HP-18 Center Stick Project
Update 9 July 2001:
I test flew my HP-18 with the center stick installed on Saturday, 7 July
2001 at Air Sailing gliderport. The flight lasted about an hour and twenty
minutes, and demonstrated that the new control system worked as expected and
did not introduce any bad habits into the aircraft behavior. The flight was
conducted at a calculated CG position of 32.7% MAC at a total calculated
weight of 697 lbs.
The aircraft was inspected by both an A&P mechanic and by an FAA official
from the Reno FSDO the day before the first flight. The A&P looked at it for
its annual condition inspection, and the FAA guy looked at it so he could
reissue its airworthiness certificate with a new set of operating
limitations and a 5-hour test period. No discrepancies were noted in either
The flight started with a normal takeoff and a 4600' agl (8900' msl) tow. I
used -4 degrees of flap on the initial roll, and cranked over to +10 degrees
after the tail came up. An initial wing drop from the towplane wake was
easily countered with aileron.
Off tow, I first performed incipient and full stalls, straight and turning,
at three flap settings, and also explored general aircraft behavior at flap
settings from 0 to 90 degrees.
Satisfied that the aircraft behaved well enough to allow a safe landing, I
retracted the landing gear and indulged in some general soaring flight to
get a better feel for the aircraft. Problems with the vario display and with
the TE compensation precluded any serious thermalling, and problems with the
radio hampered communication with the ground. However, I did get up to about
13000 feet, and managed to perform several inter-thermal runs to explore the
upper-middle part of the speed range.
At the end of the flight, I circled down over the airport with about 45
degrees of flap, and then performed a normal left-hand pattern and landing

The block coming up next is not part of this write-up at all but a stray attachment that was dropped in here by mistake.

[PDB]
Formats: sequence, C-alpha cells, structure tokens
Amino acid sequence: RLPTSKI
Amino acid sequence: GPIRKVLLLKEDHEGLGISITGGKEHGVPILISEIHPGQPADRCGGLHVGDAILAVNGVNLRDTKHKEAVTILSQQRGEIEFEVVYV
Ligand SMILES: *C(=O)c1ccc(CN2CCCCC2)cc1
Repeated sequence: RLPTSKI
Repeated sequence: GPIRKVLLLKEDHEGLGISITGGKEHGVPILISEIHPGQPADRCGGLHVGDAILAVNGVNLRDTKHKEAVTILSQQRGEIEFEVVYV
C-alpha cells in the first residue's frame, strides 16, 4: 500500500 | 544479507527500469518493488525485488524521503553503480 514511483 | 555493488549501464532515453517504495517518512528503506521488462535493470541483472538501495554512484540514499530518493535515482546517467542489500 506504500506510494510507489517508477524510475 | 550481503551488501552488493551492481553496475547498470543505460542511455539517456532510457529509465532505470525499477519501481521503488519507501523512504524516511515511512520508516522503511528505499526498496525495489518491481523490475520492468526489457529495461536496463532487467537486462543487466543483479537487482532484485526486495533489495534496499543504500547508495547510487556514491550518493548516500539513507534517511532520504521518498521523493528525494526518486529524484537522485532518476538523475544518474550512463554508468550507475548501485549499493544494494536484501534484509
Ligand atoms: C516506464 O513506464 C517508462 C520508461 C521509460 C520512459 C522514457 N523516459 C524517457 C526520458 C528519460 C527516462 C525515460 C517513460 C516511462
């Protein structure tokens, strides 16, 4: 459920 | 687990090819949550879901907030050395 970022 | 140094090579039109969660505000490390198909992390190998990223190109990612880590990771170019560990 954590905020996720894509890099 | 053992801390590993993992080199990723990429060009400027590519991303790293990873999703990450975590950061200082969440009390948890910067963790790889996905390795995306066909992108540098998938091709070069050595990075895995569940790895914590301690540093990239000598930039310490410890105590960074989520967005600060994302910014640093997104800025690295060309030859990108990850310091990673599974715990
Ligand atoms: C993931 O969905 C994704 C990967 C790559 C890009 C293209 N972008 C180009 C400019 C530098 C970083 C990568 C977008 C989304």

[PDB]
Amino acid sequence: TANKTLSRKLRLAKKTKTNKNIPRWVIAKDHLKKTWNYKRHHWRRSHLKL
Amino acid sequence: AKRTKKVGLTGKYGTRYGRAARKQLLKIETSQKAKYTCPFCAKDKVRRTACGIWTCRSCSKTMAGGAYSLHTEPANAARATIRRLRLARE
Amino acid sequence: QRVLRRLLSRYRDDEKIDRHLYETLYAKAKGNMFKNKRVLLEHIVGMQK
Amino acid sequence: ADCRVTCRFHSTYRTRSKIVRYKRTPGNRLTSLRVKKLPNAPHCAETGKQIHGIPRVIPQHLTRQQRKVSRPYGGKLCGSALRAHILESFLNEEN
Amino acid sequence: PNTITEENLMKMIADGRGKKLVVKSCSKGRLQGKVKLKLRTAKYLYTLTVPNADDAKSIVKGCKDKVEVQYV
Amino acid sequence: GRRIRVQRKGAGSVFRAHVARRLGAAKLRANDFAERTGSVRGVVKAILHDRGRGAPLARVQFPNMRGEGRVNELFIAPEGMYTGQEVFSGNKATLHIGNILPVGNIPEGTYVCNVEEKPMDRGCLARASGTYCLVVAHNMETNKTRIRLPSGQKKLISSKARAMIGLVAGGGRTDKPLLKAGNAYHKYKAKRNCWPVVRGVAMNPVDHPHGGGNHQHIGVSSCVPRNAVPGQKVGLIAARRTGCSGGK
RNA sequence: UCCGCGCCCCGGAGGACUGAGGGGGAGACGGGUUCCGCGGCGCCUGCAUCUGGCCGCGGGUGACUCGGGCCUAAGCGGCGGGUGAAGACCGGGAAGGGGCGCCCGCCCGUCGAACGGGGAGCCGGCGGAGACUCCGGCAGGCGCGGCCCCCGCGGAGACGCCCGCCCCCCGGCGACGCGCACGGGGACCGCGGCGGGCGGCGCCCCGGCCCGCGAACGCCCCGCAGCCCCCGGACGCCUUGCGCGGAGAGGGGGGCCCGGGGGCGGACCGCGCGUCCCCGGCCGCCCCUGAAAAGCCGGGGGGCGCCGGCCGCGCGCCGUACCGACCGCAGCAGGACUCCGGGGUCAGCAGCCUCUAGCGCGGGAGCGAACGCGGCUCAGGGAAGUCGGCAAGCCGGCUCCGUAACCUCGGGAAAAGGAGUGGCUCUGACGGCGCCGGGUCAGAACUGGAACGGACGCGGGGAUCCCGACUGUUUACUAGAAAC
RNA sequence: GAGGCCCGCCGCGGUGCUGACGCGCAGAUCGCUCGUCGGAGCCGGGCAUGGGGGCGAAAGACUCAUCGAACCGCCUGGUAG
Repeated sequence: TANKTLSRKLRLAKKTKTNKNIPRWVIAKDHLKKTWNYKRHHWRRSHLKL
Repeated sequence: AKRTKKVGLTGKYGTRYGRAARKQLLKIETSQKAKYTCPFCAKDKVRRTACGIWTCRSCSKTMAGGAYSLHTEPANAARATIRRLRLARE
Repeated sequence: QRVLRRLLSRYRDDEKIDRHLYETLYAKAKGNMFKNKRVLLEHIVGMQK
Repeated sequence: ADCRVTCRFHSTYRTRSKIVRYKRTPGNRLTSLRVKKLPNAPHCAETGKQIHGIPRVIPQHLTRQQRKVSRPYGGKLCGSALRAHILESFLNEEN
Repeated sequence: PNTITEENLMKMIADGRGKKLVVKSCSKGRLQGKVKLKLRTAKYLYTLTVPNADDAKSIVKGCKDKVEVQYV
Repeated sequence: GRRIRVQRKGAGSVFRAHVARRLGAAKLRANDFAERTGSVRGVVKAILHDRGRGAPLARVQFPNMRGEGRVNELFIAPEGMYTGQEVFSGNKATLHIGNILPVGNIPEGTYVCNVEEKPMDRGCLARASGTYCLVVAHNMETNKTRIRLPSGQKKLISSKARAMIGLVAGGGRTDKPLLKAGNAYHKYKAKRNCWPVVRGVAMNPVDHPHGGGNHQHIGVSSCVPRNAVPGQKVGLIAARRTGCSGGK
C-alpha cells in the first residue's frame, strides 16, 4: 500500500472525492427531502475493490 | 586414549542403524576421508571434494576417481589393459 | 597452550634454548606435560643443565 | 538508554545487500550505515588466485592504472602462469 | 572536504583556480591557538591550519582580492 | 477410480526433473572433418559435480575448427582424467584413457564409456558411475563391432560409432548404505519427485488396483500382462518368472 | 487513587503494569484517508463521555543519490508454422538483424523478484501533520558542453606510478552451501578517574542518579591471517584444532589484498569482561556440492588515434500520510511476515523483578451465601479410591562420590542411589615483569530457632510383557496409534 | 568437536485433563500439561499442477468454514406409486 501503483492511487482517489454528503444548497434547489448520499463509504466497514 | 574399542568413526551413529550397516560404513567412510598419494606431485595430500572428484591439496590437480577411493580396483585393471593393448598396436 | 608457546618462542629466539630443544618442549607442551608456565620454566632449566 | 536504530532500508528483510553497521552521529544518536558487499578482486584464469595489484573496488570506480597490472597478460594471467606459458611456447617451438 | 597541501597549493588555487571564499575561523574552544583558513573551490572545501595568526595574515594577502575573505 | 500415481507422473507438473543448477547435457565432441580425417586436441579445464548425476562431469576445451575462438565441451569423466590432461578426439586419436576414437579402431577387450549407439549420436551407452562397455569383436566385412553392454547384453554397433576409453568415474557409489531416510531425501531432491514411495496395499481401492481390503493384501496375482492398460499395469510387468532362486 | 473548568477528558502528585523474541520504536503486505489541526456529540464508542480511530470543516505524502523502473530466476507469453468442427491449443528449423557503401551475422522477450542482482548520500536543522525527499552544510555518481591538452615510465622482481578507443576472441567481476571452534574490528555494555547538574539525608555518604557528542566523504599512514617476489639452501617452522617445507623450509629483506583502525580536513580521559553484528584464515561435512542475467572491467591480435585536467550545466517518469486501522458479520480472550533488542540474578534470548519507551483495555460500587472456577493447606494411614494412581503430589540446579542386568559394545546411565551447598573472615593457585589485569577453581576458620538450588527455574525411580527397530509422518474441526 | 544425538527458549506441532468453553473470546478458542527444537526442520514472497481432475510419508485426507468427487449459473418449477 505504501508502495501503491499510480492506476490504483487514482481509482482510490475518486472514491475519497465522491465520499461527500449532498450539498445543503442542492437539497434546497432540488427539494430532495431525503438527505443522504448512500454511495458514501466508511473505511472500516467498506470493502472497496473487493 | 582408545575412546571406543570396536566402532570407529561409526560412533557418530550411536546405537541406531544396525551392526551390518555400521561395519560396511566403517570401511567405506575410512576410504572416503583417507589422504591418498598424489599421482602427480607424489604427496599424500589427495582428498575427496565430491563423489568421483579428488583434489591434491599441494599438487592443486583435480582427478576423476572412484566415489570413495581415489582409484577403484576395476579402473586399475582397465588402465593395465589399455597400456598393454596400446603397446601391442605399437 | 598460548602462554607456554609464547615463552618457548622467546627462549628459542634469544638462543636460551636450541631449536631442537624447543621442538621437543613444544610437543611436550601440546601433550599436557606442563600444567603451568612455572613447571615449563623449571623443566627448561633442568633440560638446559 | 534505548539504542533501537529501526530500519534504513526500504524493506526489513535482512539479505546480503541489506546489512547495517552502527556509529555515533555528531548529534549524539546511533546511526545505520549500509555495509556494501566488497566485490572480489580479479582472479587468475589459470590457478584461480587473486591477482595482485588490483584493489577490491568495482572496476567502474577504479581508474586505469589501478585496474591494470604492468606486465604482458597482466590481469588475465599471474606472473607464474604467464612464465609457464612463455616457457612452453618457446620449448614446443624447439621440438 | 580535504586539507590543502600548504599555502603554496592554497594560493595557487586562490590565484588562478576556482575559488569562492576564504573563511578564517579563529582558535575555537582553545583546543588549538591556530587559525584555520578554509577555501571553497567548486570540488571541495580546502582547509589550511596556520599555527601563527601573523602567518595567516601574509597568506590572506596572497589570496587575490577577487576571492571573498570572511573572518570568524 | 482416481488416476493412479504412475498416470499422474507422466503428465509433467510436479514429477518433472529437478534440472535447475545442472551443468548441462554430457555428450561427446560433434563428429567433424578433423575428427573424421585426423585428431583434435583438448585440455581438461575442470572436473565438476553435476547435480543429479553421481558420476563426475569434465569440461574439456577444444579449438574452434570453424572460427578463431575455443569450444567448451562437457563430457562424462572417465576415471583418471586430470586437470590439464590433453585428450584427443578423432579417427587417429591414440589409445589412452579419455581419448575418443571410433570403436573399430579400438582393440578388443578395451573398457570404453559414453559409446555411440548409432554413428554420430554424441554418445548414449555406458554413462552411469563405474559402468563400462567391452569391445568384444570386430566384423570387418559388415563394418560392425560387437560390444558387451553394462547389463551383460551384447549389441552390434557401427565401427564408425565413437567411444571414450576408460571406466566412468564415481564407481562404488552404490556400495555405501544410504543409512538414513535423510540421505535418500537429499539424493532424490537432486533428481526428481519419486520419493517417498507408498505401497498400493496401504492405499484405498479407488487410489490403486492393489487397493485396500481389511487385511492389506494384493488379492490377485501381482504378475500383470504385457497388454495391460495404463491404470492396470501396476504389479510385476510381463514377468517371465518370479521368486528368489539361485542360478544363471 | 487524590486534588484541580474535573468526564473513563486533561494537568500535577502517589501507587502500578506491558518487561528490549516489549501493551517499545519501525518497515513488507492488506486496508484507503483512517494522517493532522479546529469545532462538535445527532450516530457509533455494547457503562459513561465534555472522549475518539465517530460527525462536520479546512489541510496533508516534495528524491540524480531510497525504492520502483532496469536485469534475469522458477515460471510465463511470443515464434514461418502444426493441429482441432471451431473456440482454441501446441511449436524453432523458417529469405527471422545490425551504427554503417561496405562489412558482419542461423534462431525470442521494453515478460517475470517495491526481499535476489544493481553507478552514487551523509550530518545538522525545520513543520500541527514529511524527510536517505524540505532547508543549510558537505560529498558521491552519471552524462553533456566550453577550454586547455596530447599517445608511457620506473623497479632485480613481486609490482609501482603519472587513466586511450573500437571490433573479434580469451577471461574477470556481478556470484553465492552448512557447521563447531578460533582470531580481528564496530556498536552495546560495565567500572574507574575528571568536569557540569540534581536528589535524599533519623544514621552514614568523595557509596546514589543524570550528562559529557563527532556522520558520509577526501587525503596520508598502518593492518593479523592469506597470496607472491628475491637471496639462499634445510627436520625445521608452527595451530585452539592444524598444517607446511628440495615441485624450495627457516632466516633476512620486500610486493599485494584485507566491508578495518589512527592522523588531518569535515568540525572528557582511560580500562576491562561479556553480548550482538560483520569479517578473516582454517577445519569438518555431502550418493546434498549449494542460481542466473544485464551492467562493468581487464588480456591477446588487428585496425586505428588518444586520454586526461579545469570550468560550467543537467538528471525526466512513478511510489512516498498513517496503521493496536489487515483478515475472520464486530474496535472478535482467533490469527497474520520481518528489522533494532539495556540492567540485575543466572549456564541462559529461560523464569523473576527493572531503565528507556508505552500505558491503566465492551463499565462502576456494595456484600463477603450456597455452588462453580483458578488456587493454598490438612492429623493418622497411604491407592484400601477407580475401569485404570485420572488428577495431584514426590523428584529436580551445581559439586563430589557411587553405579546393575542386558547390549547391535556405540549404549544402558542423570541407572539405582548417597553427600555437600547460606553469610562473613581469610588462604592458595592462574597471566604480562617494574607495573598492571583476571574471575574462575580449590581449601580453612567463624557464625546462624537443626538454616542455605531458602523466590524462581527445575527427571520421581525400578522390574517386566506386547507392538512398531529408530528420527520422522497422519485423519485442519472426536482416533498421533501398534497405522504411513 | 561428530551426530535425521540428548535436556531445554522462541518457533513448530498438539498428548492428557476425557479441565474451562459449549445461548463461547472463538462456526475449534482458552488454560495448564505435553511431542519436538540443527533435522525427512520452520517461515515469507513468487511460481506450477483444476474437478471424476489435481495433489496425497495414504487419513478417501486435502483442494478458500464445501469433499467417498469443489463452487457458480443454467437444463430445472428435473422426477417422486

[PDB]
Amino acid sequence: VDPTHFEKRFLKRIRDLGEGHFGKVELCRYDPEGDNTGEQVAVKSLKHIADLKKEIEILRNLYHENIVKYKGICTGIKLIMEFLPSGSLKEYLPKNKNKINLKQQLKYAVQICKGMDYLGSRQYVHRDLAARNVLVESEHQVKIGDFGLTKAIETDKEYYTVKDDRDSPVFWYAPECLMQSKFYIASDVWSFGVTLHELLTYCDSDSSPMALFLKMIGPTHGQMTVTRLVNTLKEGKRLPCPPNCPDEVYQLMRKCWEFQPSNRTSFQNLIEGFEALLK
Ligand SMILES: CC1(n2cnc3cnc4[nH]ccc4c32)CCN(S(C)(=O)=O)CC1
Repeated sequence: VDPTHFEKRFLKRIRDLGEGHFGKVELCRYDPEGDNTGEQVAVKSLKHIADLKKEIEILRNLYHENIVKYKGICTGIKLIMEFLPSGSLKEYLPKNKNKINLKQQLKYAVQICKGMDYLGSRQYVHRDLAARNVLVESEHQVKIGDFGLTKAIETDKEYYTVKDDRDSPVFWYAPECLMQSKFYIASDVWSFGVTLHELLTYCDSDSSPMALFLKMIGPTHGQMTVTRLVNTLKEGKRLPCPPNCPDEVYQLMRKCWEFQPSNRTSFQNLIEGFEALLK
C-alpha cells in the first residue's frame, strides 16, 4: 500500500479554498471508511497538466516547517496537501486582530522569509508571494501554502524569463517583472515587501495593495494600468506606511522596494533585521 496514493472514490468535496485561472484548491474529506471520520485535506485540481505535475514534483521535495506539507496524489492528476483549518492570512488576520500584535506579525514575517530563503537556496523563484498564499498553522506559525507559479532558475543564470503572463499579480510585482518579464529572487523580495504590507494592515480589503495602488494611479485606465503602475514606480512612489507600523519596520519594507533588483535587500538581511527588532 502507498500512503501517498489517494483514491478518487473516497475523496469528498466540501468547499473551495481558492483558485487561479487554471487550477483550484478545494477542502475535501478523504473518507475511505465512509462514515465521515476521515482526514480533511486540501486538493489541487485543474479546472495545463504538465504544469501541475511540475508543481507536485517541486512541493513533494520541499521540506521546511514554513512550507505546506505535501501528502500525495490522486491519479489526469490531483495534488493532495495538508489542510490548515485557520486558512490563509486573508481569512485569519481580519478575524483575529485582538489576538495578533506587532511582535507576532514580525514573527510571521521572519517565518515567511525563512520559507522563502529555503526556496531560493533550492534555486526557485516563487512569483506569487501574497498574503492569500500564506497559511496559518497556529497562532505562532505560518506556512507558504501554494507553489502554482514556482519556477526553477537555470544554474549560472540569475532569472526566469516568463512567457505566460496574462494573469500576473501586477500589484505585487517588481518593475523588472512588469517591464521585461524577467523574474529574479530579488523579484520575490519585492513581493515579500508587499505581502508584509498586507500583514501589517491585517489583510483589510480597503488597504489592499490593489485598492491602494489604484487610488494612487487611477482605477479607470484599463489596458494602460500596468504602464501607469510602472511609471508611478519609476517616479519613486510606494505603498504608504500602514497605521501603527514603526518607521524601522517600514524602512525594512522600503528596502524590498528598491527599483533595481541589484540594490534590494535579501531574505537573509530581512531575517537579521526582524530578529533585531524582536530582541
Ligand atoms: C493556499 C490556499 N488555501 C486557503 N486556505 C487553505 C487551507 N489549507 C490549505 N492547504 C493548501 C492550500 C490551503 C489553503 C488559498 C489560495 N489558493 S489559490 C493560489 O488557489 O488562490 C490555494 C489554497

to runway 3.
Some impressions about the flight:
The next few flights will further validate the control system and other
aircraft systems. If those flights go reasonably well, I hope to finish off
the test period, and then (in the finest HP tradition) compete in the Air
Sailing Sports Class Contest.
- In general, the new control system worked just fine. All the controls
were crisp and positive. I was impressed how much more control response
there was than I am used to with the HP-11. I could make thermal corrections
on a dime. In general, I found the experience much, much more comfortable
than with the original side-stick.
- The stick travel in the pitch and roll axes work well with the stock
rudder travel. In general, I think that the control harmony is quite nice.
- With the stick limits set to achieve the control surface deflections
specified in the plans, there was plenty of stick travel in all directions
for all of the maneuvers I performed. I did not ever touch either the
forward or aft stick limits in flight. I touched the roll limits only while
maneuvering in turbulence on tow, and later while timing the roll rate from
45-to-45 (about 3 seconds at 60 knots).
- The aircraft seemed to thermal very well. With the flaps at around +10,
it felt very comfortable at 45 knots in a 45-degree bank. It seemed to take
a lot less work to thermal than the HP-11, which complains somewhat about
thermalling at any less than about 52 knots. In general, it felt like a much
lighter glider than the HP-11, which is funny because my HP-11 generally
runs about 120 lbs lighter than my HP-18.
- I think that the pitch forces are perhaps a bit too light; with the very
neutral handling of the HP-18, it is easy to overcontrol in pitch,
especially with neutral or negative flap. In the next few flights, I'll
probably try a more authoritative pitch trim system to introduce more
- I did perform a few pull-ups and pushovers to get a feel for the
potential for PIO feedback from the stick handle geometry. It did not feel
like there was any problem there; the stick load per G seemed very linear
throughout the part of the range I tested.
- The control stick did feel like it might be a bit too tall, and perhaps a
bit too far forward. I can easily shorten the stick; but moving the handle
aft would be problematical, since that would increase the potential for PIO
feedback. The next few flights should let me get a better feel for this
page updated 07/09/01 all text and graphics copyright (c) 2001 HP Aircraft, LLC